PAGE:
Harvard Art Museums – Room 2200
Art From Us, Museum Guide #866
Art From Us presents a must-see Museum Guide daily, where we showcase specific artworks in specific museums – from across the globe. Today, for Art From Us, Museum Guide #866 the spotlight is on the Harvard Art Museums’ Room 2200. Showcasing a collection of The Emergence of Romanticism in Early Nineteenth-Century France.
The three works in focus are :
- Rembrandt’s Daughter, Joseph Mallord William Turner, 1827.
- A Turk Surreders to a Greek Horseman, Ferdinand-Victor-Eugene Delacroix, 1856.
- Portrait of a Young Woman in White, Julien Hudson, 1840.
The significance of the 3 works chosen for Art From Us, Museum Guide #866
As is best explained by the digital catalogue of the Harvard Art Museums :
“A sustained commitment to the tenets of neoclassicism persisted after the French Revolution, and artists such as Jacques-Louis David and his school continued to adhere to the sculptural and archaeological approach to form that they had helped popularize in the previous century. However, their style was soon challenged by romanticism, which proposed a radically different kind of representation.”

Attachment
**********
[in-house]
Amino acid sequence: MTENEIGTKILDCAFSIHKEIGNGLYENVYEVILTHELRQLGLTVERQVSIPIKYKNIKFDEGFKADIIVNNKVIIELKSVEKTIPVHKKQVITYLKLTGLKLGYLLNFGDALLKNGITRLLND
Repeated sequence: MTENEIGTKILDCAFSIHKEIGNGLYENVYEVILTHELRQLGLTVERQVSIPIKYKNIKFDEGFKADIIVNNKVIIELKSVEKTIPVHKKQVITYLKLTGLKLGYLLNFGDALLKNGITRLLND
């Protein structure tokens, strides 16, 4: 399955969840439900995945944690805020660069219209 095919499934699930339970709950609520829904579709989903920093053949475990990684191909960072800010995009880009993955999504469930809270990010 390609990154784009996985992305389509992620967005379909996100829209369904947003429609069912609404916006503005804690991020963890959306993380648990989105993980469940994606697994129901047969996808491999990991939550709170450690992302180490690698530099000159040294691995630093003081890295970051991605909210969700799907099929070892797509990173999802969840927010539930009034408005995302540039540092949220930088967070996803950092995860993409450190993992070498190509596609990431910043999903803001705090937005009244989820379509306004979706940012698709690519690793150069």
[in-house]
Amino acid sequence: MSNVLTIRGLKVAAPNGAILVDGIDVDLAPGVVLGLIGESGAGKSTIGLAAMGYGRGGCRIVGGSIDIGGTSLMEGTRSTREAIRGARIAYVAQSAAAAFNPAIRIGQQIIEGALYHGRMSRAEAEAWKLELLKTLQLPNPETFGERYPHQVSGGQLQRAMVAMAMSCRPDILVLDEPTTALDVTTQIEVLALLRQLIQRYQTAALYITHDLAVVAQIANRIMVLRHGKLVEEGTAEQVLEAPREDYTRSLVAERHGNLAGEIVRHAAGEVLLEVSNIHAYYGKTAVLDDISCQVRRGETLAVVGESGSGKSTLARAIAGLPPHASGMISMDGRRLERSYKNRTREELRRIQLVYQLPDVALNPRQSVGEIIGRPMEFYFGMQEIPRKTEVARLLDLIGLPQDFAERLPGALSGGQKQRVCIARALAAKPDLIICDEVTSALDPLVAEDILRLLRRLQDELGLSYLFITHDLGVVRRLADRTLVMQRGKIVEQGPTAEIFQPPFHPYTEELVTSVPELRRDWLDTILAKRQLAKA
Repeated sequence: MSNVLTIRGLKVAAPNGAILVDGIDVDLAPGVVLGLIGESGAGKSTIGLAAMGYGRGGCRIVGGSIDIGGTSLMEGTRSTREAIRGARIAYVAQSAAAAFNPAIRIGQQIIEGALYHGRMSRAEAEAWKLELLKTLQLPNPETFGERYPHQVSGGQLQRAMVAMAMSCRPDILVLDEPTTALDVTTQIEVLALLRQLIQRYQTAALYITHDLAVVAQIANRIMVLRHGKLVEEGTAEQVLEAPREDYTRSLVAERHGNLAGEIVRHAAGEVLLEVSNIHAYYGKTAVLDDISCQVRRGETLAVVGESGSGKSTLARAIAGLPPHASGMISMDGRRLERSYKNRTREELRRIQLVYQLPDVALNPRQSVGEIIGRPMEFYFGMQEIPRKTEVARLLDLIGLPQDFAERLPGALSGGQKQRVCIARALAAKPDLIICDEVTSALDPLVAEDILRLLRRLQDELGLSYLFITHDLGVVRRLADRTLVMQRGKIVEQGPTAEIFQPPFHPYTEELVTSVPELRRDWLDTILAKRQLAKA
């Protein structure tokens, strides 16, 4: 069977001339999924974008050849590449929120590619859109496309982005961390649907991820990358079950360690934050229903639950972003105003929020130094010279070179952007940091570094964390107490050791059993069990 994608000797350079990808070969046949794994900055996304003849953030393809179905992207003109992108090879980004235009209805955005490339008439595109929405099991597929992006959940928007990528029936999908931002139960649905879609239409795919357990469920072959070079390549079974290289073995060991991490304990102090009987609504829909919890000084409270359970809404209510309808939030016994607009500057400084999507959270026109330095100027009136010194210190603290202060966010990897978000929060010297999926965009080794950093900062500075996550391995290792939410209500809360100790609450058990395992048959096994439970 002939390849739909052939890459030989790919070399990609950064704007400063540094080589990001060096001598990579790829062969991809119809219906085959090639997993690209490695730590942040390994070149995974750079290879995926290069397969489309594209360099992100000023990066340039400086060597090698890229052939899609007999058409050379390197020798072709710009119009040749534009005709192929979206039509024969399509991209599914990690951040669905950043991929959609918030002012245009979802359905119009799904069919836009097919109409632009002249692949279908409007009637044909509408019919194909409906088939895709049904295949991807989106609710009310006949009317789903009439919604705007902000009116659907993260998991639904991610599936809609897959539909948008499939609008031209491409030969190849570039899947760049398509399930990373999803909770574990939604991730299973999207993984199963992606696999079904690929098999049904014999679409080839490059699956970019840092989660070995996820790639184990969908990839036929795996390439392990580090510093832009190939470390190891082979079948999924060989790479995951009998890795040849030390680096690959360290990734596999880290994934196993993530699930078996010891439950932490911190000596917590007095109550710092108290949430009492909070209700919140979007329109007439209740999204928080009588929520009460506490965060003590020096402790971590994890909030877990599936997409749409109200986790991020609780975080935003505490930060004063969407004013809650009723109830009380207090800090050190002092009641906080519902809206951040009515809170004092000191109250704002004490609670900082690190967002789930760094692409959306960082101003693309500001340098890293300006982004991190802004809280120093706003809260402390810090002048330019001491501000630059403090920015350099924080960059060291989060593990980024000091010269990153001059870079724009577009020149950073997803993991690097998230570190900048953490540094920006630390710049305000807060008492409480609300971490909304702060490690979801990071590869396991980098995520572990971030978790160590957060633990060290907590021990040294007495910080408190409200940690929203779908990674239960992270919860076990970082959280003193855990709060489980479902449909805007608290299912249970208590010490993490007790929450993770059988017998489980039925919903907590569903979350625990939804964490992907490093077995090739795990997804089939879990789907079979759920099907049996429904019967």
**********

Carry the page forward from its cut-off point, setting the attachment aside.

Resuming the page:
What is Romanticism?
Romanticism refers to an organised artistic and literary movement that took place in the 19th century in parts of Europe. The movement was born as a reaction to the previously adopted Neoclassical style of painting. While Neoclassical artists found inspiration in history, the Romantics looked to the world around them – landscapes, society and politics were some key themes.
Romantics often painted en plein air, meaning they painted outdoors instead of in a studio. Further, while previous art movements had emphasised a faithful depiction of the subject matter, the Romantics believed capturing the ‘feeling’ of the scene they were painting. Capturing the essence of a moment was of prime importance to them.
The paintings housed in Harvard Art Museums’ Room 2200 are great examples of the artistic tendencies of the Romantics.
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